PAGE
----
Shinnyo-en in Kenya delivers over one-thousand face shields to medical personal in COVID-19 relief effort

June 30, 2020
Nairobi, Kenya

While the world and life as we know it has been forever changed with the outbreak of COVID-19, the meaning of Namu —to become one— has never been more relevant.

Members of the Shinnyo-en training center in Kenya, having just marked the second anniversary of its opening, learned of a lack of PPE (personal protective equipment) at Mbagati Hospital in Nairobi, and took immediate action. Dedicated practitioners ultimately delivered over 1,000 much needed face shields.

Mbagati Hospital is designated as a COVID-19 isolation and treatment center treating thousands of Kenyans. According to Al Jazeera, Kenya has confirmed nearly 7,900 cases of the coronavirus, with 160 deaths - the highest official figures of fatalities in East Africa. The country, like most around the world, has faced many restrictions such as curfews, school closings and little interaction with others including visits to the Shinnyo Temple.

With heartfelt prayers, Shinnyo community members assembled the face shields in the safety of their own homes. The shields were then taken by courier service to the Kenya Shinnyo Training Center and from there delivered to Mbagati Hospital.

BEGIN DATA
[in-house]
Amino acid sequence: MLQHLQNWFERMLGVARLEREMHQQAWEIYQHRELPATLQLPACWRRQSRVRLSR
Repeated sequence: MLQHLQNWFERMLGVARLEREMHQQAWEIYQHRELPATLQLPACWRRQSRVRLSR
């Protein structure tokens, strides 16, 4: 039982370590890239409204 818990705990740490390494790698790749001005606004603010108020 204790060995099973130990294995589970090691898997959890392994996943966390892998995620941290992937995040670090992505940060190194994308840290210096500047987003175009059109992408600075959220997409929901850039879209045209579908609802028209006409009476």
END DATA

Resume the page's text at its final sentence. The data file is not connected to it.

Prior to delivery, messages of gratitude to the medical personnel were written by Shinnyo practitioners and Buddhist chants were offered. The masks were received with great joy.

"This is the public sector in Nairobi County. The hospital is currently experiencing a very difficult situation. In Nairobi, the number of COVD-19 cases continues to increase, and medical protective equipment is lacking. From the bottom of my heart, I would like to thank the people of Shinnyo-en Kenya for the face shields they made for us and their proof of appreciation. This is the kind of protective material we really need facing the COVID-19,” said a representative of Mbagati Hospital.

Shinnyo-en community members also donated 100 face shields to The Gallmann Memorial Foundation, led by world renowned conservationist Kuki Gallmann. Ms. Gallmann runs a clinic on her 88,000-acre nature reserve in Kenya’s central highlands.

Ms. Gallmann and Shinnyo-en have an enduring collaboration, that includes an international Shinnyo Fire and Water Ceremony in Kenya in 2012. Moto Na Maji (Fire and Water)

Shinnyo-en Kenya is committed to providing support and prayers as long as they are needed during this unprecedented global crisis. In oneness with their Dharma friends in Japan, Shinnyo-en Kenya will pray for the victims of the pandemic and the well-being of medical staff.